Now, let’s let them take that curiosity, and focus it on Al Queda. By issuing a letter of marque, you can hone the hackers’ skills towards crippling Al Queda. They want to hack a bank computer? Sure. However, you can only touch Al Queda money. Of course, once you hack it, it’s yours. They would be digital privateers, raiding the waves of the information superhighway and still fighting terrorism

Podcast: Healthcare, CBO, Census, Immigration Reform, Pre-Crime Policing, War,Guests: Doug Mataconis, Brooklyn Roberts

This week, Brett was joined by UL contributor, Doug Mataconis, and Brooklyn Roberts, Executive Director of the Alabama Eagle Forum.  Unfortunately, due to circumstances beyond his control, Jason was unable to participate, so we had a blast without him.

This week’s topics include:

Podcast: State of the Union, Bank Fees, Spending Freeze, War on Terror, Gay Equality, Guests: Andisheh Nouraee & Jeff Scott

In a move that caused them to have more fun than normal, Jason and Brett were joined by Andisheh Nouraee and Jeff Scott this week.

Their discussion covered:

Podcast: TSA, Yemen, Filibuster, Ben Nelson, Guests: Jason Cecil, Jimmie Bise PART ONE

Jason and Brett jump into 2010 with a podcast, joined by two guests, Jason Cecil, current Southeast Director for Young Democrats of America and immediate past president of Young Democrats of Georgia, and Jimmie Bise, political and pop culture commentator at The Sundries Shack blog and The Delivery podcast.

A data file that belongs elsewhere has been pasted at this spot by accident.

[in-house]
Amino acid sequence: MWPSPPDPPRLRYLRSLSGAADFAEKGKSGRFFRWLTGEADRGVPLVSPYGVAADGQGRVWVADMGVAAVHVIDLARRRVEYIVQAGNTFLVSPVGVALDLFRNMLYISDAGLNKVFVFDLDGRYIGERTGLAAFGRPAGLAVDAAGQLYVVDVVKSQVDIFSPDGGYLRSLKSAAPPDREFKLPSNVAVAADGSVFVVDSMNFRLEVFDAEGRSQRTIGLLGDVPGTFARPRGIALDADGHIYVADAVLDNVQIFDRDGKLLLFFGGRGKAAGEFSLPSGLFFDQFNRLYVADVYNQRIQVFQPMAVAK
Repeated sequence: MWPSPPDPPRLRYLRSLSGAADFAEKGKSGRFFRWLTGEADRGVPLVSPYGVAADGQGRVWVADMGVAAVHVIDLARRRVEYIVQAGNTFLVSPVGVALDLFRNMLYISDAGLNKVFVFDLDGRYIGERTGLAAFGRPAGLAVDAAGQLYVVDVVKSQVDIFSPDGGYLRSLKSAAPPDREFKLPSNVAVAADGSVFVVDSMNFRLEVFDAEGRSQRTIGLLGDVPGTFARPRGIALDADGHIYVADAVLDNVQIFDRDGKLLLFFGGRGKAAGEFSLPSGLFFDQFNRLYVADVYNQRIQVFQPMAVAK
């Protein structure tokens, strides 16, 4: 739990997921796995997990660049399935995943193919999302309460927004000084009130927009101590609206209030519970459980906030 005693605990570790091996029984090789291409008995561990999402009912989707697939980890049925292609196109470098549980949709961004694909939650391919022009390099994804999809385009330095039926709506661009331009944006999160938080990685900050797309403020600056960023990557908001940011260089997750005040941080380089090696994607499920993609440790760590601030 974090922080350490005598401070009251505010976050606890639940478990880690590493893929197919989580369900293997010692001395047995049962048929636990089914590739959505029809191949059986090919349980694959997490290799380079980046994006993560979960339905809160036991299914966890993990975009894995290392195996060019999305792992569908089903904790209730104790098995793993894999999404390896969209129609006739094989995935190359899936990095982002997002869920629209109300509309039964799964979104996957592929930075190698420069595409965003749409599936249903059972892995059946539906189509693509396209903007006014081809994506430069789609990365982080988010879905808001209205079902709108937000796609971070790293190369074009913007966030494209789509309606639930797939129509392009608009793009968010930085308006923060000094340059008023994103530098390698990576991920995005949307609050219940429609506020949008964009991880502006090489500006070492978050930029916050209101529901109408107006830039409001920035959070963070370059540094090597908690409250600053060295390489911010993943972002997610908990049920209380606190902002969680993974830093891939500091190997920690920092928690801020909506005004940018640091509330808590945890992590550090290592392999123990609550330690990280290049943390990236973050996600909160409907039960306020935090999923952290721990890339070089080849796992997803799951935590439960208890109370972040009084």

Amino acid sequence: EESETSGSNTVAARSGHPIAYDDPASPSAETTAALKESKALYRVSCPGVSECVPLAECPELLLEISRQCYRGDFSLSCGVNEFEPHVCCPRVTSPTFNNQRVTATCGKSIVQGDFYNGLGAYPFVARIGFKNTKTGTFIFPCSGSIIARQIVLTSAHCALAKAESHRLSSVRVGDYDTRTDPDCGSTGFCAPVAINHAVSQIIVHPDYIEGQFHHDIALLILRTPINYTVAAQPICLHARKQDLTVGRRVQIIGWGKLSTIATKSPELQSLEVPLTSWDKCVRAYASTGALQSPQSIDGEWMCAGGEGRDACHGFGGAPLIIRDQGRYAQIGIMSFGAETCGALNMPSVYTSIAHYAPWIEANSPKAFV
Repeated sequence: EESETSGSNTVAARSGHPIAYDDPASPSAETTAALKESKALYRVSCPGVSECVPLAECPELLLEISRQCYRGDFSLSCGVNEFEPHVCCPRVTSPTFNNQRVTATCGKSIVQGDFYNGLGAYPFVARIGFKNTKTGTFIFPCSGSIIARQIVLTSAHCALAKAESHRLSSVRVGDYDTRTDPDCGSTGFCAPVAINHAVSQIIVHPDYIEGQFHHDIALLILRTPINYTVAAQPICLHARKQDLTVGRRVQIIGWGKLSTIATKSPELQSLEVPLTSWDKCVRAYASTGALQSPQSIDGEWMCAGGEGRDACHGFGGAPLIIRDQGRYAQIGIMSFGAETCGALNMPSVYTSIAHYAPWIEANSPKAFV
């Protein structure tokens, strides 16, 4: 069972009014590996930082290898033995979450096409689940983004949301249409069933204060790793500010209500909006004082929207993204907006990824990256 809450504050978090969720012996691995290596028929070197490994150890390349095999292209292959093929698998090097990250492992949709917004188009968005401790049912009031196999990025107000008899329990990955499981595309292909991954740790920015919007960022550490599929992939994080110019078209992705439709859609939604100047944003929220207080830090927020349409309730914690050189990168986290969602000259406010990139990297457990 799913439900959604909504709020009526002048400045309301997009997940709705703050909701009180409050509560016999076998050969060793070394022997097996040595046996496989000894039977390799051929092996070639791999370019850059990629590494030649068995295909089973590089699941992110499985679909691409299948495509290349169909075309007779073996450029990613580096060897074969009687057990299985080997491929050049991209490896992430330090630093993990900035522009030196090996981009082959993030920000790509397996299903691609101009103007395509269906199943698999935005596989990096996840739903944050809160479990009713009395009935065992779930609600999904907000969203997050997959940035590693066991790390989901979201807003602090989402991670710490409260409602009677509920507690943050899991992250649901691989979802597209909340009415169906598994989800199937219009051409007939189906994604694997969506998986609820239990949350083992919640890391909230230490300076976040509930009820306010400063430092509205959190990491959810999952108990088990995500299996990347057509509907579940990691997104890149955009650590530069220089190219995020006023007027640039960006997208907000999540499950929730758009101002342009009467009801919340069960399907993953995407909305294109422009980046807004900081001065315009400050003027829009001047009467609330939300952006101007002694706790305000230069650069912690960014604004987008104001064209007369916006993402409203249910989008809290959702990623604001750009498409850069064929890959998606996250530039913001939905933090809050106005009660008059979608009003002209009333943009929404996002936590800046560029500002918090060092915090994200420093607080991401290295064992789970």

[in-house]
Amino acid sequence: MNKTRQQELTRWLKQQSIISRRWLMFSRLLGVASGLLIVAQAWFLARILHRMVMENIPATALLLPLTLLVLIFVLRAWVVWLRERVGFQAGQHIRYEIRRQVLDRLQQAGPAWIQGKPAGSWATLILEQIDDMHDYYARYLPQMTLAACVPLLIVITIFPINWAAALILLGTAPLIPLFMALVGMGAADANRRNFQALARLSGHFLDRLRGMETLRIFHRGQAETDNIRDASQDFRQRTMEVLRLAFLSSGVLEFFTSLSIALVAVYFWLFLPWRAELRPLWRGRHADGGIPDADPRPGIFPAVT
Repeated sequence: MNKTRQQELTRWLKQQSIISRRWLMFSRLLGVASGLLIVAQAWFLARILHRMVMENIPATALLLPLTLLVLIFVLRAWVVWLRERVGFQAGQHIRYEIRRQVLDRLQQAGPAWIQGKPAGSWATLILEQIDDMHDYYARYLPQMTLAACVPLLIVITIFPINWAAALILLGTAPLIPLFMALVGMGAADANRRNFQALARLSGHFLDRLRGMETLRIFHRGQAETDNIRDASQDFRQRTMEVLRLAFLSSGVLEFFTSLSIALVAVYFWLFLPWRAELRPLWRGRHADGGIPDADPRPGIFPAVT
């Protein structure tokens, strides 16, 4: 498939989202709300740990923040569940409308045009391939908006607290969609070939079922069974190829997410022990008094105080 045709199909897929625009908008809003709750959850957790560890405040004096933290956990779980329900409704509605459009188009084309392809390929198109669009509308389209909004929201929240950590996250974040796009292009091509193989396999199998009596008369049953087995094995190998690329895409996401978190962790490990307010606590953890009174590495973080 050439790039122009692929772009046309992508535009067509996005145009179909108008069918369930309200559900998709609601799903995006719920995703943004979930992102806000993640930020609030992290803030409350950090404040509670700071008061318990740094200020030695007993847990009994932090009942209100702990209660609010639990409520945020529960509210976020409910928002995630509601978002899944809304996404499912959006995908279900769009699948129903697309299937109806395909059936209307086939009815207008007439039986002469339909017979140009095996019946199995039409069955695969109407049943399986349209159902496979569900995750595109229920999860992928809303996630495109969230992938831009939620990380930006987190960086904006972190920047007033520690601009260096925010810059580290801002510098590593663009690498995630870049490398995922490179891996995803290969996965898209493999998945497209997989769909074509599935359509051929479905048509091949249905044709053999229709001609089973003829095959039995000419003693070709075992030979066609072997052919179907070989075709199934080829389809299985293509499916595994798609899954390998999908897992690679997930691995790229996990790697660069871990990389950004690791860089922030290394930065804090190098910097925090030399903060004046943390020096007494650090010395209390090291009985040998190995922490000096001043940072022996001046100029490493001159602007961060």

The discussion went so well (and long), they split the podcast into two installments, with the second part publishing tomorrow available here.

In the first part, they discuss:

Jon Stewart Explains Obama’s Euphemisms

I Am Not A Conservative

A few weeks ago, I went to see “An American Carol” with high hopes for an atypical Hollywood film. It reinforced something I have been working on. When you look at the spectrum of topics I have written about, I am difficult to pigeon-hole by the average American. The two-party system forces people to consider politics in a linear manner, one is either a conservative Republican on the “right” or a liberal Democrat on the “left,” with no room for anything else. Interestingly, most Americans are not able to fit their beliefs into one of those two options, but they settle for the side they feel most comfortable with.


The views and opinions expressed by individual authors are not necessarily those of other authors, advertisers, developers or editors at United Liberty.